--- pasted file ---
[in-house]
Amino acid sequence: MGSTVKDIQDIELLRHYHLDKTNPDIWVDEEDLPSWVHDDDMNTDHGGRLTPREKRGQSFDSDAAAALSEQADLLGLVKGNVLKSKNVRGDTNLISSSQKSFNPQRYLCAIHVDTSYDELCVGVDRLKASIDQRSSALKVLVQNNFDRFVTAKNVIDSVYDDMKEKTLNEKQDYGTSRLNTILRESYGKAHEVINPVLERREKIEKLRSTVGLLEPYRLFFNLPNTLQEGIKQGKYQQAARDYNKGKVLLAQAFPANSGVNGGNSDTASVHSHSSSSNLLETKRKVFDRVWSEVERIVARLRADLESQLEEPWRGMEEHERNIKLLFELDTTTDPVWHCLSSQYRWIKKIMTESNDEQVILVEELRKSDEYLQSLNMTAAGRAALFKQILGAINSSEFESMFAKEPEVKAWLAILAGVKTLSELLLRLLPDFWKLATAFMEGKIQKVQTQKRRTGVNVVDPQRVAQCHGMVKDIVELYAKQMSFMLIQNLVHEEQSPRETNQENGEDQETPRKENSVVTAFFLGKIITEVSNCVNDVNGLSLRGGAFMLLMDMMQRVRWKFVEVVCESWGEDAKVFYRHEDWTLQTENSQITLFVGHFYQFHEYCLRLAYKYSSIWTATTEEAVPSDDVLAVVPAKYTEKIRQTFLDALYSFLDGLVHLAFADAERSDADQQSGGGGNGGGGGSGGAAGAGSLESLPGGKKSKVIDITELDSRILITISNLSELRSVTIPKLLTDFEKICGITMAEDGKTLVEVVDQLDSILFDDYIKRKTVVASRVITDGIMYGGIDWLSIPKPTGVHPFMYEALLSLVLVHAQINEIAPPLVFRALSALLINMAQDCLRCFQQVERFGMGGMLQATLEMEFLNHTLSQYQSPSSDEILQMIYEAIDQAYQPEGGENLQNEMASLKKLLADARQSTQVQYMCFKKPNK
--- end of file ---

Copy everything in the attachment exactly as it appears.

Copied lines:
[in-house]
Amino acid sequence: MGSTVKDIQDIELLRHYHLDKTNPDIWVDEEDLPSWVHDDDMNTDHGGRLTPREKRGQSFDSDAAAALSEQADLLGLVKGNVLKSKNVRGDTNLISSSQKSFNPQRYLCAIHVDTSYDELCVGVDRLKASIDQRSSALKVLVQNNFDRFVTAKNVIDSVYDDMKEKTLNEKQDYGTSRLNTILRESYGKAHEVINPVLERREKIEKLRSTVGLLEPYRLFFNLPNTLQEGIKQGKYQQAARDYNKGKVLLAQAFPANSGVNGGNSDTASVHSHSSSSNLLETKRKVFDRVWSEVERIVARLRADLESQLEEPWRGMEEHERNIKLLFELDTTTDPVWHCLSSQYRWIKKIMTESNDEQVILVEELRKSDEYLQSLNMTAAGRAALFKQILGAINSSEFESMFAKEPEVKAWLAILAGVKTLSELLLRLLPDFWKLATAFMEGKIQKVQTQKRRTGVNVVDPQRVAQCHGMVKDIVELYAKQMSFMLIQNLVHEEQSPRETNQENGEDQETPRKENSVVTAFFLGKIITEVSNCVNDVNGLSLRGGAFMLLMDMMQRVRWKFVEVVCESWGEDAKVFYRHEDWTLQTENSQITLFVGHFYQFHEYCLRLAYKYSSIWTATTEEAVPSDDVLAVVPAKYTEKIRQTFLDALYSFLDGLVHLAFADAERSDADQQSGGGGNGGGGGSGGAAGAGSLESLPGGKKSKVIDITELDSRILITISNLSELRSVTIPKLLTDFEKICGITMAEDGKTLVEVVDQLDSILFDDYIKRKTVVASRVITDGIMYGGIDWLSIPKPTGVHPFMYEALLSLVLVHAQINEIAPPLVFRALSALLINMAQDCLRCFQQVERFGMGGMLQATLEMEFLNHTLSQYQSPSSDEILQMIYEAIDQAYQPEGGENLQNEMASLKKLLADARQSTQVQYMCFKKPNK